Barcelona Hotels Articles

April 22, 2010

Navigating Barcelona – how to find your way around the Catalan Capital

Despite being Spain’s second biggest city, for a tourist Barcelona is fairly easy to navigate. If you fly into Barcelona you can see from the aerial view that it’s quite hilly at the back, and then gradually goes downhill towards the Mediterranean sea with the Port and the beach. To the right of the port is another hill called Montjuic (meaning Jewish mountain, where the Olympic installations are) which means that the city is kind of in a bowl, so is therefore compact. This also means a good rule of thumb – if you’re walking downhill, you’re going towards the sea, so it’s difficult to get lost.
The centre of the city is the old town, and is home of Barcelona’s most famous street; Las Ramblas. This long street used to be a river and disects the old town from the top of Plaça Catalunya, the city’s main square down to the Port. This street is Barcelona in a nutshell – terraces of cafes and bars, kiosks with daily press, a multi-cultural mix of locals, steet performers, artists, tourists and flower sellers all making up this 24 hour street’s personality that is impossible to dislike. They even invented a new word “ramblear” meaning to wander, to amble aimlessly enjoying your surroundings. The old town also houses some amazing Gothic architecture and some of Barcelona’s favourite son’s – Antoni Gaudi – work. The old fisherman’s quarters and tiny streets of La Barceloneta complete the old town’s neighbourhoods and is where the beach starts.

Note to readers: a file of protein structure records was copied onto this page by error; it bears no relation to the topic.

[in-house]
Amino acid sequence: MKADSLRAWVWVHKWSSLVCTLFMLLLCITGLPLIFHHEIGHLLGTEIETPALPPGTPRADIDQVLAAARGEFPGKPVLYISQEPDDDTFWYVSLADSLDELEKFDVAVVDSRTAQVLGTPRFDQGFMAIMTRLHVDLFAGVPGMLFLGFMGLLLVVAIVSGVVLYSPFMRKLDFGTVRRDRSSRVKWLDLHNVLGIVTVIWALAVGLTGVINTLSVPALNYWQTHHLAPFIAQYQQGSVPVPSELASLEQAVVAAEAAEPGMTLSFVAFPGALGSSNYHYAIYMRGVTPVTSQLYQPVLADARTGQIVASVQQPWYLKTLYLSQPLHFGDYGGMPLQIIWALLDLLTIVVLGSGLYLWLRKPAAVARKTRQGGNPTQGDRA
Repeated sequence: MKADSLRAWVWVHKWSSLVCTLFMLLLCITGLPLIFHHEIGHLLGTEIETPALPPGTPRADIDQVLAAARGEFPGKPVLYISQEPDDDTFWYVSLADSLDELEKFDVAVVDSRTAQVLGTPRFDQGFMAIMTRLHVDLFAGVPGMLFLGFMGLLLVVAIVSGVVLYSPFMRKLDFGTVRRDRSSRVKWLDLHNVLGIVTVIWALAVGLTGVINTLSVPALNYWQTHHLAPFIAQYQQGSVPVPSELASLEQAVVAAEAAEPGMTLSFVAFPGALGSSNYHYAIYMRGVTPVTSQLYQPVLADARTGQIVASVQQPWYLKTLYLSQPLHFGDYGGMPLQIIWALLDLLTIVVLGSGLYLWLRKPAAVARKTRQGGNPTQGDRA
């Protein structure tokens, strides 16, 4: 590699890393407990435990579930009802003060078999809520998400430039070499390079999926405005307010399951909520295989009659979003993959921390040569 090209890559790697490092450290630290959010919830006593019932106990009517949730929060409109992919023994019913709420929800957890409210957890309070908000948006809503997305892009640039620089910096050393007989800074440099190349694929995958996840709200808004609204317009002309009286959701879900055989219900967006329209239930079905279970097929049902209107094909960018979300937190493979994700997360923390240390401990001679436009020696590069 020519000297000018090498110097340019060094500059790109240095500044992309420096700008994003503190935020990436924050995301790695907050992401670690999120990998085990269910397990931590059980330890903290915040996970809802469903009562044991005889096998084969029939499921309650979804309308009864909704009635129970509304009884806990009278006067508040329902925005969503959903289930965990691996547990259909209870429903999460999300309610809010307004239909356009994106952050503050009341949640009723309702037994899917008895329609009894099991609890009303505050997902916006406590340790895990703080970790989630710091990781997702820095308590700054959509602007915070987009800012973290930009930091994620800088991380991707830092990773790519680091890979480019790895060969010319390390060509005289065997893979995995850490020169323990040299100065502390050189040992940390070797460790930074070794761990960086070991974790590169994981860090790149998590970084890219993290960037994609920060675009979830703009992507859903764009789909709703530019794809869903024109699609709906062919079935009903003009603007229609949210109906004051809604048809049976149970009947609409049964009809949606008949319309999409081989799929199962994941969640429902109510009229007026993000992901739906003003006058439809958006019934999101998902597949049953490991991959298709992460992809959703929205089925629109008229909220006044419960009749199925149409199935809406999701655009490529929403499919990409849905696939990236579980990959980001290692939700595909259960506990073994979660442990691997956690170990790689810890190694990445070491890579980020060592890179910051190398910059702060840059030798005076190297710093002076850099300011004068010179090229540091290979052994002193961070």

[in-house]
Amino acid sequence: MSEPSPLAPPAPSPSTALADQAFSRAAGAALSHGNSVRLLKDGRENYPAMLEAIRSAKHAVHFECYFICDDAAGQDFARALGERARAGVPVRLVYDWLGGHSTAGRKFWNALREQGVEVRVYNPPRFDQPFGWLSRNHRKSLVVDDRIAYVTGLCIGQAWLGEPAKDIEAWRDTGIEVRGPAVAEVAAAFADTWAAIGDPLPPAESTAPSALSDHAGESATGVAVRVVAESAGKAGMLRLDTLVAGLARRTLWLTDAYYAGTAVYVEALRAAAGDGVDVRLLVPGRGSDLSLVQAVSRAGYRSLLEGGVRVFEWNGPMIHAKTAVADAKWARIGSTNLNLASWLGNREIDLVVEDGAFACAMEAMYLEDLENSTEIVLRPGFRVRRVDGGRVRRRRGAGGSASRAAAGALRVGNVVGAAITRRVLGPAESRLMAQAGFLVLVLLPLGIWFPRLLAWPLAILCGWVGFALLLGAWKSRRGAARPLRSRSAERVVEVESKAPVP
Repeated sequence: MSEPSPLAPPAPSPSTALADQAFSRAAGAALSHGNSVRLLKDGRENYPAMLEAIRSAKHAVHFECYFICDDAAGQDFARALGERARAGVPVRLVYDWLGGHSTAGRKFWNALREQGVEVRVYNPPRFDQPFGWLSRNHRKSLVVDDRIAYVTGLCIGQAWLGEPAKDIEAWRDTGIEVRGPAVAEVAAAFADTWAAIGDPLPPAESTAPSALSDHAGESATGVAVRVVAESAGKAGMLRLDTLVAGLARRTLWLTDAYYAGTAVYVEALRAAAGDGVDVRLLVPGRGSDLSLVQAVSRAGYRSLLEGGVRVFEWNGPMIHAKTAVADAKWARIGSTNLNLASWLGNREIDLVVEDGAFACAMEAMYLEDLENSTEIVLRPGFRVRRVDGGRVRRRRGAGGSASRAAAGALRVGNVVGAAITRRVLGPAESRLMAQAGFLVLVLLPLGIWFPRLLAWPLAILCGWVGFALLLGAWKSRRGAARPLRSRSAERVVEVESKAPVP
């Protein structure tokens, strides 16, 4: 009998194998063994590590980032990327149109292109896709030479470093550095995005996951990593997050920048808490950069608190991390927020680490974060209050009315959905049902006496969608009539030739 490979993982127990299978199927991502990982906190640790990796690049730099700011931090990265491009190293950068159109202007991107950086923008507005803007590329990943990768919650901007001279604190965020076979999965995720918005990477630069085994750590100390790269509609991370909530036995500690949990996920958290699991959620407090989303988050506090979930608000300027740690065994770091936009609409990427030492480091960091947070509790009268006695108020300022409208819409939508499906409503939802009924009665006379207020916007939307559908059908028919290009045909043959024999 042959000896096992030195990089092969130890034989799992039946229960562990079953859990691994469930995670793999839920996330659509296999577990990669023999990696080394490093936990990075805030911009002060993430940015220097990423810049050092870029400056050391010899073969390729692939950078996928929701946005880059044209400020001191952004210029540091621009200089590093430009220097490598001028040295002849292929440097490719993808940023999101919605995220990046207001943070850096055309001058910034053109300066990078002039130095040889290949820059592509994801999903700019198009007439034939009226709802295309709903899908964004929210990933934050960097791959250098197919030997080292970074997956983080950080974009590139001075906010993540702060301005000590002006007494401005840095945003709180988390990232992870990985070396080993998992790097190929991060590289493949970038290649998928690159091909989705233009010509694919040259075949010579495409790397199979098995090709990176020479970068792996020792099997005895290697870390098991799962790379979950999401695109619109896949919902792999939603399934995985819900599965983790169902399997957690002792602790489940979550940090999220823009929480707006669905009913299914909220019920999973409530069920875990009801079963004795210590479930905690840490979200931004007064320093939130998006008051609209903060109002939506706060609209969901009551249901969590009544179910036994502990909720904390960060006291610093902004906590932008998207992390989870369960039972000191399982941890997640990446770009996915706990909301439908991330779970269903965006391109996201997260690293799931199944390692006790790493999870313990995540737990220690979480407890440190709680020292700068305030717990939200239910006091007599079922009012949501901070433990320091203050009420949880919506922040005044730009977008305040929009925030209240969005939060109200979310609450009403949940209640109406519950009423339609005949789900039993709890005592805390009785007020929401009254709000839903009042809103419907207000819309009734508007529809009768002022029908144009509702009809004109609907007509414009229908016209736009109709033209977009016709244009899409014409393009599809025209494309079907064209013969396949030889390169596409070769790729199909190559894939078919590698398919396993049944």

As an extension to the old town, the “Eixample” (literally meaning extension) is divided into right and left, and from a bird’s eye view, looks a little like Manhattan – a grid style expansion. Apparently when it was designed the locals absolutely hated the idea. That was until the traffic light was invented, and then happy days! Eixample is home of Barcelona’s landmark, the unfinished masterpiece – The Temple of the Holy Family, or “Sagrada Familia”. Just above Eixample are 2 areas, Gracia, which is where most students tend to live, and the “Zona alta” or high zone, where the more expensive properties of the city lie as well as the emblematic stadium of FC Barcelona.
Wherever you stay in the city, it’s inevitable that you’ll work your way around these neighbourhoods and you’ll be surprised at how easy it is. Once you have one or two landmarks of east or west, then north and south take care of themselves due to the natural geographics of the city.

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